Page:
One Goal Is Apparently The Mantra On The Ice As Well

Last night, the Hawks ratcheted up yet another one-goal victory, their league-leading 17th. That is by some distance, as the next best team has 13 one-goal wins. That doesn’t mean the Hawks have the best win % in one-goal games, which belongs to the Flames (Hawks are 6th in that category). No one is playing more and winning more one-goal games.

But of course that started what few functioning neurons I had left to stir. Are one-goal wins really a matter of skill or know-how, or are they luck? Obviously, the answer is probably a blending of the two but I still wanted to know. In baseball, the only other sport where the scoring is somewhat similar to hockey–but only somewhat–it’s been a given that one-run wins are mostly luck. Or at least they don’t speak to what kind of team you have. After all, your 103-win and World Series Champion Cubs were merely 22-23 in one-run games, and no one is going to say they weren’t the best team in baseball.

Does it work the same in hockey? In order to find out we’re going to have to get in up the elbow in numbers, so put on your rubber gloves. And for just another bullet point in how dumb the NHL site is, they include OT and SO wins in their one-goal wins category but not in the one-goal loss category. The conspiracy to inflate the standings goes deeper than you think, sheeple!!!

For this exercise, we’re going to throw out OT and SO wins, because overtime and shootouts are dumb and don’t have anything to do with what helps make hockey hockey in a major way, i.e. that everyone (or at least most) has to take a shift. Because the NHL thinks you, a populace that watches the Premier League more than the NHL, can’t handle ties. Chew on that for a minute if you need to.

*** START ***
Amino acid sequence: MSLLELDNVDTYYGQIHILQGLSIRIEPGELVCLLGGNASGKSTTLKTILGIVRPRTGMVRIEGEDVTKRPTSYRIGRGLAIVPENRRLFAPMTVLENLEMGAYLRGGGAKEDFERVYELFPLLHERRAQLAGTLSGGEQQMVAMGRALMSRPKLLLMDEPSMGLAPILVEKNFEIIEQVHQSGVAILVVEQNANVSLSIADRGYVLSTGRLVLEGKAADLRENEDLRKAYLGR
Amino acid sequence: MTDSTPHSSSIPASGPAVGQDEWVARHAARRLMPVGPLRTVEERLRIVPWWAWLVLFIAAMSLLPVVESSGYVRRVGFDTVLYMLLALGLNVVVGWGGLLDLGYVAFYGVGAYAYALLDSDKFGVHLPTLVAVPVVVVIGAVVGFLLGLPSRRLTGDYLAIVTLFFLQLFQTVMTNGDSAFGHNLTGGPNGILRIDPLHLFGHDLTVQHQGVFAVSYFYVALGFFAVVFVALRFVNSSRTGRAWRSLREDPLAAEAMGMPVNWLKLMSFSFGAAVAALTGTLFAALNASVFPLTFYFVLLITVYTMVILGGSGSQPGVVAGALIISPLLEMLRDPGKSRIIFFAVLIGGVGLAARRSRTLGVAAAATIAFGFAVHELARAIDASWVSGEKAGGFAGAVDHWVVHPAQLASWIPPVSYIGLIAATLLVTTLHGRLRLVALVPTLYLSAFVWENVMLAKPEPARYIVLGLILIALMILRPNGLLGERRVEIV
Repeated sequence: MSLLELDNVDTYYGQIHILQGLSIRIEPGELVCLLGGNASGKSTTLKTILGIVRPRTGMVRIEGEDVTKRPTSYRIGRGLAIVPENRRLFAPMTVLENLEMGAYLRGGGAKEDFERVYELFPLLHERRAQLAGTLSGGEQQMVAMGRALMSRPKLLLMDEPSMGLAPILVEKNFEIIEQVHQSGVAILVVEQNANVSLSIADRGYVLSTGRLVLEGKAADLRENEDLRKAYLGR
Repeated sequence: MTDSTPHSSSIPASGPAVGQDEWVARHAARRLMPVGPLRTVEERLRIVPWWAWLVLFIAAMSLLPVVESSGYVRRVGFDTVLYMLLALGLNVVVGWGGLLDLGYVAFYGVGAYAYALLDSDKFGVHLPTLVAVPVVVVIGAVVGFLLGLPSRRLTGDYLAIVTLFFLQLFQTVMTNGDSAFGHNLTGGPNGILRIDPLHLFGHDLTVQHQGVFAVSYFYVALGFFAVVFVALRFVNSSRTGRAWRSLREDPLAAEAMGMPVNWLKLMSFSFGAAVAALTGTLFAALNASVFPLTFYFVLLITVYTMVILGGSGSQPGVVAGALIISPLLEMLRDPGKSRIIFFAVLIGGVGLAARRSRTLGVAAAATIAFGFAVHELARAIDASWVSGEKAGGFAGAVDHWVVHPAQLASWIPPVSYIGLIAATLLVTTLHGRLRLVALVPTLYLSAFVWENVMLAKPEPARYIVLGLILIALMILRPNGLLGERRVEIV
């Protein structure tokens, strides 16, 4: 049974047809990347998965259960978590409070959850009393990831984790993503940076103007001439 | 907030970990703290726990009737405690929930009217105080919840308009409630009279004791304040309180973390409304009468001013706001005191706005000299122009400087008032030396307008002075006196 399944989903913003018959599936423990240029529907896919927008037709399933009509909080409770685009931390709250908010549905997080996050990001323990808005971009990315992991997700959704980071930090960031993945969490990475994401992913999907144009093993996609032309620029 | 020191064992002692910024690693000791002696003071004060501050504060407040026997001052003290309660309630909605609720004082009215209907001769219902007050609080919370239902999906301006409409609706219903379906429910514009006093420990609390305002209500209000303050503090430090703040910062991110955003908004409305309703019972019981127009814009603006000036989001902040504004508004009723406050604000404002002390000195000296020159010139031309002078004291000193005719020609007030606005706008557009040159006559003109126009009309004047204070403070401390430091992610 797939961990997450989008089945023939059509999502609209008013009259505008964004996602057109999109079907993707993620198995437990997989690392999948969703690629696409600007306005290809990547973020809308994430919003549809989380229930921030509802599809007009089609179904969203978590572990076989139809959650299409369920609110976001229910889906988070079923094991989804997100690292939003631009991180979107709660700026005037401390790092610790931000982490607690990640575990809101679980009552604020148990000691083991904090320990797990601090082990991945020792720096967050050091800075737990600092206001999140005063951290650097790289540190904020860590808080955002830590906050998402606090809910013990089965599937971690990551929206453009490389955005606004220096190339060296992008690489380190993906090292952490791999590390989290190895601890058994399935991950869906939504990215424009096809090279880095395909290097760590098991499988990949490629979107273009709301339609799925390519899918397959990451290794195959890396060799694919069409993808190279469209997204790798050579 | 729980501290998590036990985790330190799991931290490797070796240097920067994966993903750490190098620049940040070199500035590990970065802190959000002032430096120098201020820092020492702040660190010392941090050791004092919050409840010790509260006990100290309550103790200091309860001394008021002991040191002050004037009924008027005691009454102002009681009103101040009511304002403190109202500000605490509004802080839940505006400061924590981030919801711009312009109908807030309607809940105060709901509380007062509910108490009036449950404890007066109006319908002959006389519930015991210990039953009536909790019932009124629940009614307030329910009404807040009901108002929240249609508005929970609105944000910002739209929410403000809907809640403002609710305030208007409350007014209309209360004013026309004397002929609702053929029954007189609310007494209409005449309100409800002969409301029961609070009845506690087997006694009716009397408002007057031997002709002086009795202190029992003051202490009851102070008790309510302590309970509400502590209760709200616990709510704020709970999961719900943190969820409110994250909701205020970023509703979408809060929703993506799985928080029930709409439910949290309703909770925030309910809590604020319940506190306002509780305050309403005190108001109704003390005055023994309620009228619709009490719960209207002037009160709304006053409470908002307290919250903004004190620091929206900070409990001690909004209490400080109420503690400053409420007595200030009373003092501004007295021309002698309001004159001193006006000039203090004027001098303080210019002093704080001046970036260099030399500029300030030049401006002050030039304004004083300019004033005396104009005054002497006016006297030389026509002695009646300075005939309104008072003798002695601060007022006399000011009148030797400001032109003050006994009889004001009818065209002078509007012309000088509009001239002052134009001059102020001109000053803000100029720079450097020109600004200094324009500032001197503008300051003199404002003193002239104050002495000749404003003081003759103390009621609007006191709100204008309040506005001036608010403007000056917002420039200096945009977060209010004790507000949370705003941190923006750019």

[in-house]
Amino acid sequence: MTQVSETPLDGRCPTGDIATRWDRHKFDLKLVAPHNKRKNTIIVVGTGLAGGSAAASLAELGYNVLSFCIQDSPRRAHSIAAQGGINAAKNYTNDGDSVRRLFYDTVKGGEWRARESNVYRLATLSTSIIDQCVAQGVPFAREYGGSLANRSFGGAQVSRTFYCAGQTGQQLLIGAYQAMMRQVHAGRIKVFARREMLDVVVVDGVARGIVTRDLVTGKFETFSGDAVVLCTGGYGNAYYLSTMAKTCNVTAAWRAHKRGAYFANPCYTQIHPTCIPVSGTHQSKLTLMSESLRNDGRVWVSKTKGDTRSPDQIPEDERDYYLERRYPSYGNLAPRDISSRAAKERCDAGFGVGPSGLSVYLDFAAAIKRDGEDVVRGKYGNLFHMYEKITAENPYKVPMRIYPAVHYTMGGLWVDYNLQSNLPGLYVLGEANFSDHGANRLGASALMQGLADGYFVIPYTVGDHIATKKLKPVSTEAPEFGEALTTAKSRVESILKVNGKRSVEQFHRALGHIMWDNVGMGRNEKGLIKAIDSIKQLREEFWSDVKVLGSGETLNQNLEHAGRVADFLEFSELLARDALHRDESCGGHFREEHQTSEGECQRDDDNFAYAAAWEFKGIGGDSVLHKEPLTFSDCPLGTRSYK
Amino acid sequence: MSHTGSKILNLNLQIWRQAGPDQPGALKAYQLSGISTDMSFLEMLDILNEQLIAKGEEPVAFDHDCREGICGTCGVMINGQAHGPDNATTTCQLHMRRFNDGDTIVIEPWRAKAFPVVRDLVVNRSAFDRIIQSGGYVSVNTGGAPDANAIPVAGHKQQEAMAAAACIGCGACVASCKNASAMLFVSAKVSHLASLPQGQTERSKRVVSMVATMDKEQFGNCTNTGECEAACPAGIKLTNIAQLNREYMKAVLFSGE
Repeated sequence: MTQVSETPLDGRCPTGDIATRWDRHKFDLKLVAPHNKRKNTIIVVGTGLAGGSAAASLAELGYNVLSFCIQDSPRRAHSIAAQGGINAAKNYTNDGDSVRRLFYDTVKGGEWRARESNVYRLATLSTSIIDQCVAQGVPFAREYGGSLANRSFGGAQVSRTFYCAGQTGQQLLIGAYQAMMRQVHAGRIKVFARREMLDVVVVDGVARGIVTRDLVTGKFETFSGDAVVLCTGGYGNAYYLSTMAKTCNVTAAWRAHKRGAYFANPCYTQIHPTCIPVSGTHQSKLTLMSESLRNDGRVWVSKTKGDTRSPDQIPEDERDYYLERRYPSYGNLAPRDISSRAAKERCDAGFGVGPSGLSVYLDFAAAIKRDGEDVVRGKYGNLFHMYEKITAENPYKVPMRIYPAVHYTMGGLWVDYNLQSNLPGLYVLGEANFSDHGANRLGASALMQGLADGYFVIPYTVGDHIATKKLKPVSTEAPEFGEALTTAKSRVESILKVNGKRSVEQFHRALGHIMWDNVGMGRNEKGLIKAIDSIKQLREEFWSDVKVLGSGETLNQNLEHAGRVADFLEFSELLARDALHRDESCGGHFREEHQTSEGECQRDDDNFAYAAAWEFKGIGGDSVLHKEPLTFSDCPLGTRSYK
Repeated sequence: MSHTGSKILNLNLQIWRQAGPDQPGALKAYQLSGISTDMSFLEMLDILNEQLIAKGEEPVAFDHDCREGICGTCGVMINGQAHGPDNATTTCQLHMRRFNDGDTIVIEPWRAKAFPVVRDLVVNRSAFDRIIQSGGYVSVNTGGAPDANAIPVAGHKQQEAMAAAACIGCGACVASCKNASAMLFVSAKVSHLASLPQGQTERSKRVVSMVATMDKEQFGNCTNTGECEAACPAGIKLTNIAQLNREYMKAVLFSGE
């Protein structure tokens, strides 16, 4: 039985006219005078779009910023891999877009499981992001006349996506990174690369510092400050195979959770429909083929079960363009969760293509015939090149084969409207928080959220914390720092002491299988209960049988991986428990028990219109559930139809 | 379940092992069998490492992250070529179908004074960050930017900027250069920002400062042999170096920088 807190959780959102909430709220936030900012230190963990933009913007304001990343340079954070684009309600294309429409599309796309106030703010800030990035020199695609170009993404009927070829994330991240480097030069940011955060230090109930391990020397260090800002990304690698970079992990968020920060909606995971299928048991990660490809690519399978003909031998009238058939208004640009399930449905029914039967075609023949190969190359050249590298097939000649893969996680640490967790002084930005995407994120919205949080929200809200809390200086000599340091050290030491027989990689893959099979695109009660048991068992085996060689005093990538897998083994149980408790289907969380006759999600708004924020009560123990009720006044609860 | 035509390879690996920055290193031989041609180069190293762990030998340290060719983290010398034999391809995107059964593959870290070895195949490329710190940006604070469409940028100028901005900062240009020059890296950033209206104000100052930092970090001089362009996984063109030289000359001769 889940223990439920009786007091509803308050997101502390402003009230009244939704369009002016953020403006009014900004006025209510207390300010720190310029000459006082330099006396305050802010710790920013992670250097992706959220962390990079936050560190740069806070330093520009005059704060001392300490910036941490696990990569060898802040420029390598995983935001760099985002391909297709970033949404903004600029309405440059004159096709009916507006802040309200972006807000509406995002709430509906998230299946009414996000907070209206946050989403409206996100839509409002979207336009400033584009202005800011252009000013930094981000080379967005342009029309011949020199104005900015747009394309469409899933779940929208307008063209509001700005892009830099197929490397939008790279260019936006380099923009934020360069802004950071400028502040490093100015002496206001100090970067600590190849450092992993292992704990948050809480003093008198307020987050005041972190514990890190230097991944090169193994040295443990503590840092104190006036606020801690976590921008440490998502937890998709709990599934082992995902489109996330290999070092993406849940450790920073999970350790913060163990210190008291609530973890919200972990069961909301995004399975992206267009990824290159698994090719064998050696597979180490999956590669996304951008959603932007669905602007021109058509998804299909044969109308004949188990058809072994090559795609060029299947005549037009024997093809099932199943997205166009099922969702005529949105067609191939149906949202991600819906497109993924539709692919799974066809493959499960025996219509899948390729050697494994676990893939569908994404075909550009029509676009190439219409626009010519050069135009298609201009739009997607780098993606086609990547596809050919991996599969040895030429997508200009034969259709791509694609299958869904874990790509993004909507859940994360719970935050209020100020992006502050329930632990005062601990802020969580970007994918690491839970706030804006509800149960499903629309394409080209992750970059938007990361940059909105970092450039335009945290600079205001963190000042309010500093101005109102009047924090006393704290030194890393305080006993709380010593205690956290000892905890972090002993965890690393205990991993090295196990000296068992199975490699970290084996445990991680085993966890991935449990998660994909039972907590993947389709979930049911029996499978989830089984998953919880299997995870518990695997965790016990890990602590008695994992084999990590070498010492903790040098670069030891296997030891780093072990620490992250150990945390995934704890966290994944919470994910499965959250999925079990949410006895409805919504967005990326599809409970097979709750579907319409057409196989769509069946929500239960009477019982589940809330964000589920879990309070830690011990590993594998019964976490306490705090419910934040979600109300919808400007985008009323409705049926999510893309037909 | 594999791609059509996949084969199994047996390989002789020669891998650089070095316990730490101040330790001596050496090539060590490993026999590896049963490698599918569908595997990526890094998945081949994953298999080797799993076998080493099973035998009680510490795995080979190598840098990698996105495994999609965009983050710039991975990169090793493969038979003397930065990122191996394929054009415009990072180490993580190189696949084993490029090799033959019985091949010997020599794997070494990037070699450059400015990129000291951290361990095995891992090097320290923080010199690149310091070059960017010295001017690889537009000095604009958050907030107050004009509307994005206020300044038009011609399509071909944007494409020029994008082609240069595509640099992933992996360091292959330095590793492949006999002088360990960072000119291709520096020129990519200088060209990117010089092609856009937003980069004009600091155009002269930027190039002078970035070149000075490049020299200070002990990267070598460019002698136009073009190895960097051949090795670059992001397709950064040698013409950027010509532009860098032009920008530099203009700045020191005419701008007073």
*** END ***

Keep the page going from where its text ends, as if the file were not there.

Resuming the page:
So when you toss out OT and shootouts, the Hawks actually only have eight one-goal wins versus six one-goal losses. Above .500 of course, but not exactly blowing the competition away. Bet you want to see the whole list, don’t you? I can do that. The middle category here is regulation, one-goal wins and the category on the right is win% in one-goal, regulation games.

1 Pittsburgh Penguins 7 1.000
2 Calgary Flames 5 0.833
3 St. Louis Blues 6 0.750
4 Columbus Blue Jackets 5 0.714
5 Buffalo Sabres 6 0.667
6 Washington Capitals 6 0.667
7 Dallas Stars 6 0.600
8 Anaheim Ducks 7 0.583
9 Chicago Blackhawks 8 0.571
10 Vancouver Canucks 4 0.571
11 Edmonton Oilers 5 0.556
12 New York Rangers 6 0.545
13 Montréal Canadiens 7 0.538
14 Boston Bruins 6 0.500
15 Ottawa Senators 5 0.500
16 Tampa Bay Lightning 2 0.500
17 Minnesota Wild 6 0.462
18 Philadelphia Flyers 4 0.444
19 San Jose Sharks 7 0.438
20 Carolina Hurricanes 6 0.429
21 Colorado Avalanche 4 0.400
22 Nashville Predators 2 0.400
23 Winnipeg Jets 4 0.400
24 Los Angeles Kings 3 0.375
25 New York Islanders 3 0.375
26 New Jersey Devils 2 0.333
27 Arizona Coyotes 3 0.273
28 Toronto Maple Leafs 2 0.250
29 Florida Panthers 1 0.200
30 Detroit Red Wings 1 0.143

So, what’s to learn from that. Seven of the top 10 are solidly playoff teams, but we also see Buffalo, Dallas, Anaheim, and Vancouver who range from on the bubble to simply awful. And the Penguins not having lost by a goal yet in 60 minutes is… well it’s impressive but simply has to be an outlier, no? Oh hey look, it’s another thing the Reds Wings suck at. In the bottom 10 you’ll find the Kings, a bubble playoff team as well as the Leafs, and the Preds and Canes.

Ok, but one year is hardly the sample size at which we should look. So let’s do last year while we’re here.

  TEAM REG 1 WIN REAL 1 WIN %
1 St. Louis Blues 12 0.750
2 Washington Capitals 16 0.727
3 Florida Panthers 13 0.722